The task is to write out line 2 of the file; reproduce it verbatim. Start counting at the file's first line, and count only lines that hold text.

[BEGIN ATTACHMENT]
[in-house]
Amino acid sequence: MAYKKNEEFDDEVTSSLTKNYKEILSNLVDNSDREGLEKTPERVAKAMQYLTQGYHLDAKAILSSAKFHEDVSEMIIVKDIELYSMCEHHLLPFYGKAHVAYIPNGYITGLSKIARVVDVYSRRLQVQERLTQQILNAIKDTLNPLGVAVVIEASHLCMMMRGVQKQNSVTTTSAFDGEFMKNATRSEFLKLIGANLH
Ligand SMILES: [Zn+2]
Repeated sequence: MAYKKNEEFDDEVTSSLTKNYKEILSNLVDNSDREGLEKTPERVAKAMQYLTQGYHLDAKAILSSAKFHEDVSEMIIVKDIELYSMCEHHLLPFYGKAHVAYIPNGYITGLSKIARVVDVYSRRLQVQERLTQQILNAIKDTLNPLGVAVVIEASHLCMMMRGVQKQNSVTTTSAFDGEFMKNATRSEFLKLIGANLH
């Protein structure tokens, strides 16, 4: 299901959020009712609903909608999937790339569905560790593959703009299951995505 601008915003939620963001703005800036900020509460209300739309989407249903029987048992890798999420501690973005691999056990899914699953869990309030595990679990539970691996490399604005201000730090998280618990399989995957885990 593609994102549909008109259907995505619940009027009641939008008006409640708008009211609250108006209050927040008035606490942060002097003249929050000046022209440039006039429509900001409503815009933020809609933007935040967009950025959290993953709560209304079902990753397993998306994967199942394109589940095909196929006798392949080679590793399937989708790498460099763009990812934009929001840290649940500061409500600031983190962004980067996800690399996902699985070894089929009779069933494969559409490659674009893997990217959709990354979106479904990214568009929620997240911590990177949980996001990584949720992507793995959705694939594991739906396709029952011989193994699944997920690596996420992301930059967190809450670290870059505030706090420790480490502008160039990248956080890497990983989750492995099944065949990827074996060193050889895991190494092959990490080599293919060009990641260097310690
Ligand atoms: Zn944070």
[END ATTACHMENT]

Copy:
Amino acid sequence: MAYKKNEEFDDEVTSSLTKNYKEILSNLVDNSDREGLEKTPERVAKAMQYLTQGYHLDAKAILSSAKFHEDVSEMIIVKDIELYSMCEHHLLPFYGKAHVAYIPNGYITGLSKIARVVDVYSRRLQVQERLTQQILNAIKDTLNPLGVAVVIEASHLCMMMRGVQKQNSVTTTSAFDGEFMKNATRSEFLKLIGANLH